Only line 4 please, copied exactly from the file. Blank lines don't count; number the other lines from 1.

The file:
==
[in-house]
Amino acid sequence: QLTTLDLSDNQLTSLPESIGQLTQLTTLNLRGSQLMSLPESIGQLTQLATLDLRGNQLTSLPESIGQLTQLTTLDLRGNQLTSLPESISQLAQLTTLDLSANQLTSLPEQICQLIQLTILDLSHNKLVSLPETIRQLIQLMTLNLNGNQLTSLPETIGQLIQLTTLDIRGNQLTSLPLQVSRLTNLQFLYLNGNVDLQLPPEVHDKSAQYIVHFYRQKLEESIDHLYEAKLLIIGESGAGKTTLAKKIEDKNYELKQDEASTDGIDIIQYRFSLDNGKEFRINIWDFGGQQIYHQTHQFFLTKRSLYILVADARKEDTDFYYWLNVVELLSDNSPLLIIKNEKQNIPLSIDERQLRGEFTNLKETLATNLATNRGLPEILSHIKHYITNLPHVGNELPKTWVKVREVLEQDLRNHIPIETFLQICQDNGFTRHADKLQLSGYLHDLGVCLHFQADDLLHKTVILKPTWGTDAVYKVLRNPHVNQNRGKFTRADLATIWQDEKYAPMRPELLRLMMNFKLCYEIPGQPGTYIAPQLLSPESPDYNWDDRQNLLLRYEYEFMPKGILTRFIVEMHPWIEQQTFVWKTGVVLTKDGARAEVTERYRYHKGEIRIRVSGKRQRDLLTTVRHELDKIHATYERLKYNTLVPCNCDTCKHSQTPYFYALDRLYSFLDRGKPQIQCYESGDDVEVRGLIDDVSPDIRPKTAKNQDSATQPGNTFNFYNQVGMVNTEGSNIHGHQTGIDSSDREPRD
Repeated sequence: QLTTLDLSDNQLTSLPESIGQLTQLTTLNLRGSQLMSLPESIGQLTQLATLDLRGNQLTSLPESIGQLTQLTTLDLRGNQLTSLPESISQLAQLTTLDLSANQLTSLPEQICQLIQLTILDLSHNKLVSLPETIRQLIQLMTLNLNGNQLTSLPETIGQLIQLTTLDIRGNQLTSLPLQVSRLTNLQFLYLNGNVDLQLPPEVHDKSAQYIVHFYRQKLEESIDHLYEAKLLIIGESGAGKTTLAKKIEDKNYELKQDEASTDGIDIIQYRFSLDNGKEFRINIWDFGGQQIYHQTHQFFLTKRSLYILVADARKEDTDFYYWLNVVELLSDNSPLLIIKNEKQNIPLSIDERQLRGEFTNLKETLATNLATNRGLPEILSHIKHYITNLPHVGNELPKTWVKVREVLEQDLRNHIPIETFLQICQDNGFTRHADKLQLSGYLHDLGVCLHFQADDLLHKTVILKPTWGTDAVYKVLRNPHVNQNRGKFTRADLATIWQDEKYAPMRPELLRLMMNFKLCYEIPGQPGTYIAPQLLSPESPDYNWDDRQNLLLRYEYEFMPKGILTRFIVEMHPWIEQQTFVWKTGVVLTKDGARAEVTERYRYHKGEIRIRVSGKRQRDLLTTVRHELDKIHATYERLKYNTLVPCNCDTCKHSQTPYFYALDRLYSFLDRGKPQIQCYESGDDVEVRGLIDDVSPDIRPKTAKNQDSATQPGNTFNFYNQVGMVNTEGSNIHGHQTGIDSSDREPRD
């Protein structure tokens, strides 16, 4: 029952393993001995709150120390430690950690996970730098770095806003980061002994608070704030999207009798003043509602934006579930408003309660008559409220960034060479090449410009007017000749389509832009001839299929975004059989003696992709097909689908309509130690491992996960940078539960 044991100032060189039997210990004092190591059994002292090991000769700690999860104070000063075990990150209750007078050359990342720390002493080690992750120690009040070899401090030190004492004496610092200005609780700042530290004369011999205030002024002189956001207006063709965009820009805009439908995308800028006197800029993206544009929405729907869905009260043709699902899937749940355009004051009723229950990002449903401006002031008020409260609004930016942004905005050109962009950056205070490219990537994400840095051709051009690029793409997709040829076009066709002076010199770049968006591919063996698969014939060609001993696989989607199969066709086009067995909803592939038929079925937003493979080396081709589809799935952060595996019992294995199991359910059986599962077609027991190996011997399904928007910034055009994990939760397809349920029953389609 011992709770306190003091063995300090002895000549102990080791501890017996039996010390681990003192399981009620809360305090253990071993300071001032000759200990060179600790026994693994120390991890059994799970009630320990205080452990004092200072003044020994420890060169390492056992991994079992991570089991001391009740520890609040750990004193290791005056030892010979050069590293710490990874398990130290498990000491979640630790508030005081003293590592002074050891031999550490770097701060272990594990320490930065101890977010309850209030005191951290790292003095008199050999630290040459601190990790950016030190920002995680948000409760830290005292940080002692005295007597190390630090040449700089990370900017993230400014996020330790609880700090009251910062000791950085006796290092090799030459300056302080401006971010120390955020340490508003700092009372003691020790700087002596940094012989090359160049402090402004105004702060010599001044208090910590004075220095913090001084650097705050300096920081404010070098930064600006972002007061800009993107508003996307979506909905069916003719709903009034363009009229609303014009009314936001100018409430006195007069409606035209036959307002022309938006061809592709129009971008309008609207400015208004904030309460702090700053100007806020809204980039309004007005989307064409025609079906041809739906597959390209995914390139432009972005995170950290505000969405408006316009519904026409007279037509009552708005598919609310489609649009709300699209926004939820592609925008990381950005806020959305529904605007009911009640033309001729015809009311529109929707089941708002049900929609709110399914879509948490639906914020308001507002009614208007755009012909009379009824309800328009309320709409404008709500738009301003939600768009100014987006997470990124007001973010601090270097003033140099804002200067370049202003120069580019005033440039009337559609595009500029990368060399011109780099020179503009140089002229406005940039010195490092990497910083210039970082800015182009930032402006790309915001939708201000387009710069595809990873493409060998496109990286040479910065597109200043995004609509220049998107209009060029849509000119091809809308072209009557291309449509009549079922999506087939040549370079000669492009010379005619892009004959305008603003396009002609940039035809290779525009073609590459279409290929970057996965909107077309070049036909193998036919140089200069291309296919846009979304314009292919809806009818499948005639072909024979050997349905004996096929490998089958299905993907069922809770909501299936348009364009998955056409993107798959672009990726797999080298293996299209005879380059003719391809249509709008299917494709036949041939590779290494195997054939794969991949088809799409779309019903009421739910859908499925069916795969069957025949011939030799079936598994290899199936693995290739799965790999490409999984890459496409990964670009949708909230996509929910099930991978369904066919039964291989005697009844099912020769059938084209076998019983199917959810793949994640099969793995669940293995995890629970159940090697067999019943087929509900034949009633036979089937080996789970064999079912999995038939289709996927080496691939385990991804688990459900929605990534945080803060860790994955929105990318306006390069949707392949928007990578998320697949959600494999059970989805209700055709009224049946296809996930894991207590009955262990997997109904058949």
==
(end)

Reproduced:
């Protein structure tokens, strides 16, 4: 029952393993001995709150120390430690950690996970730098770095806003980061002994608070704030999207009798003043509602934006579930408003309660008559409220960034060479090449410009007017000749389509832009001839299929975004059989003696992709097909689908309509130690491992996960940078539960 044991100032060189039997210990004092190591059994002292090991000769700690999860104070000063075990990150209750007078050359990342720390002493080690992750120690009040070899401090030190004492004496610092200005609780700042530290004369011999205030002024002189956001207006063709965009820009805009439908995308800028006197800029993206544009929405729907869905009260043709699902899937749940355009004051009723229950990002449903401006002031008020409260609004930016942004905005050109962009950056205070490219990537994400840095051709051009690029793409997709040829076009066709002076010199770049968006591919063996698969014939060609001993696989989607199969066709086009067995909803592939038929079925937003493979080396081709589809799935952060595996019992294995199991359910059986599962077609027991190996011997399904928007910034055009994990939760397809349920029953389609 011992709770306190003091063995300090002895000549102990080791501890017996039996010390681990003192399981009620809360305090253990071993300071001032000759200990060179600790026994693994120390991890059994799970009630320990205080452990004092200072003044020994420890060169390492056992991994079992991570089991001391009740520890609040750990004193290791005056030892010979050069590293710490990874398990130290498990000491979640630790508030005081003293590592002074050891031999550490770097701060272990594990320490930065101890977010309850209030005191951290790292003095008199050999630290040459601190990790950016030190920002995680948000409760830290005292940080002692005295007597190390630090040449700089990370900017993230400014996020330790609880700090009251910062000791950085006796290092090799030459300056302080401006971010120390955020340490508003700092009372003691020790700087002596940094012989090359160049402090402004105004702060010599001044208090910590004075220095913090001084650097705050300096920081404010070098930064600006972002007061800009993107508003996307979506909905069916003719709903009034363009009229609303014009009314936001100018409430006195007069409606035209036959307002022309938006061809592709129009971008309008609207400015208004904030309460702090700053100007806020809204980039309004007005989307064409025609079906041809739906597959390209995914390139432009972005995170950290505000969405408006316009519904026409007279037509009552708005598919609310489609649009709300699209926004939820592609925008990381950005806020959305529904605007009911009640033309001729015809009311529109929707089941708002049900929609709110399914879509948490639906914020308001507002009614208007755009012909009379009824309800328009309320709409404008709500738009301003939600768009100014987006997470990124007001973010601090270097003033140099804002200067370049202003120069580019005033440039009337559609595009500029990368060399011109780099020179503009140089002229406005940039010195490092990497910083210039970082800015182009930032402006790309915001939708201000387009710069595809990873493409060998496109990286040479910065597109200043995004609509220049998107209009060029849509000119091809809308072209009557291309449509009549079922999506087939040549370079000669492009010379005619892009004959305008603003396009002609940039035809290779525009073609590459279409290929970057996965909107077309070049036909193998036919140089200069291309296919846009979304314009292919809806009818499948005639072909024979050997349905004996096929490998089958299905993907069922809770909501299936348009364009998955056409993107798959672009990726797999080298293996299209005879380059003719391809249509709008299917494709036949041939590779290494195997054939794969991949088809799409779309019903009421739910859908499925069916795969069957025949011939030799079936598994290899199936693995290739799965790999490409999984890459496409990964670009949708909230996509929910099930991978369904066919039964291989005697009844099912020769059938084209076998019983199917959810793949994640099969793995669940293995995890629970159940090697067999019943087929509900034949009633036979089937080996789970064999079912999995038939289709996927080496691939385990991804688990459900929605990534945080803060860790994955929105990318306006390069949707392949928007990578998320697949959600494999059970989805209700055709009224049946296809996930894991207590009955262990997997109904058949």